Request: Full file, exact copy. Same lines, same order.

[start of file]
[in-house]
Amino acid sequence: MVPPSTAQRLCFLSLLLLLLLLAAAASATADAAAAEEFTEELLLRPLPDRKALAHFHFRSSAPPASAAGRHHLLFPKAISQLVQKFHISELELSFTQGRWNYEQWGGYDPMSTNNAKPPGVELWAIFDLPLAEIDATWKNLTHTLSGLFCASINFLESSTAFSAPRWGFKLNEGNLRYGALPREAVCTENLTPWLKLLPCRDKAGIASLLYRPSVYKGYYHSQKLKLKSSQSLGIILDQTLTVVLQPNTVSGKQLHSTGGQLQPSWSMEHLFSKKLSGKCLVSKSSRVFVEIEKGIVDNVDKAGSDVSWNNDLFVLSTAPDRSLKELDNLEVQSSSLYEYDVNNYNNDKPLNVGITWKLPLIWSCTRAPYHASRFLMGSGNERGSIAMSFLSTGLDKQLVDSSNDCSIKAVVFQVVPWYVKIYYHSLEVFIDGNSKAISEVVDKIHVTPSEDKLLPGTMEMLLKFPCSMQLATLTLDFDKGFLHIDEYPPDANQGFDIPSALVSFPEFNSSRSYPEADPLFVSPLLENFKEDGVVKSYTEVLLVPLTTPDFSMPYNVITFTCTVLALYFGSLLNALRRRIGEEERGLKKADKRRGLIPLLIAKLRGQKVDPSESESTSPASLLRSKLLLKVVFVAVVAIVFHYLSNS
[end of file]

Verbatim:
[in-house]
Amino acid sequence: MVPPSTAQRLCFLSLLLLLLLLAAAASATADAAAAEEFTEELLLRPLPDRKALAHFHFRSSAPPASAAGRHHLLFPKAISQLVQKFHISELELSFTQGRWNYEQWGGYDPMSTNNAKPPGVELWAIFDLPLAEIDATWKNLTHTLSGLFCASINFLESSTAFSAPRWGFKLNEGNLRYGALPREAVCTENLTPWLKLLPCRDKAGIASLLYRPSVYKGYYHSQKLKLKSSQSLGIILDQTLTVVLQPNTVSGKQLHSTGGQLQPSWSMEHLFSKKLSGKCLVSKSSRVFVEIEKGIVDNVDKAGSDVSWNNDLFVLSTAPDRSLKELDNLEVQSSSLYEYDVNNYNNDKPLNVGITWKLPLIWSCTRAPYHASRFLMGSGNERGSIAMSFLSTGLDKQLVDSSNDCSIKAVVFQVVPWYVKIYYHSLEVFIDGNSKAISEVVDKIHVTPSEDKLLPGTMEMLLKFPCSMQLATLTLDFDKGFLHIDEYPPDANQGFDIPSALVSFPEFNSSRSYPEADPLFVSPLLENFKEDGVVKSYTEVLLVPLTTPDFSMPYNVITFTCTVLALYFGSLLNALRRRIGEEERGLKKADKRRGLIPLLIAKLRGQKVDPSESESTSPASLLRSKLLLKVVFVAVVAIVFHYLSNS